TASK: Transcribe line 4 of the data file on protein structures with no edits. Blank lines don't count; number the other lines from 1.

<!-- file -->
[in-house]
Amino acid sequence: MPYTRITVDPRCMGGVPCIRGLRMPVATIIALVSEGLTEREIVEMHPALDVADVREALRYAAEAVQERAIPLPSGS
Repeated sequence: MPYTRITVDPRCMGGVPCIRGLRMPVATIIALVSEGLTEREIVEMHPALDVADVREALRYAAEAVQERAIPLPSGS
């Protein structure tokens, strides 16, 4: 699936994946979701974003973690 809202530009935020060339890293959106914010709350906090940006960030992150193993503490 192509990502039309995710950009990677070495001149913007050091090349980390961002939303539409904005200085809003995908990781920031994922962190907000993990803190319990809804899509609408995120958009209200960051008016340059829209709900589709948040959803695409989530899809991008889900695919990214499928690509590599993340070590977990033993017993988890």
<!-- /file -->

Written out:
């Protein structure tokens, strides 16, 4: 699936994946979701974003973690 809202530009935020060339890293959106914010709350906090940006960030992150193993503490 192509990502039309995710950009990677070495001149913007050091090349980390961002939303539409904005200085809003995908990781920031994922962190907000993990803190319990809804899509609408995120958009209200960051008016340059829209709900589709948040959803695409989530899809991008889900695919990214499928690509590599993340070590977990033993017993988890």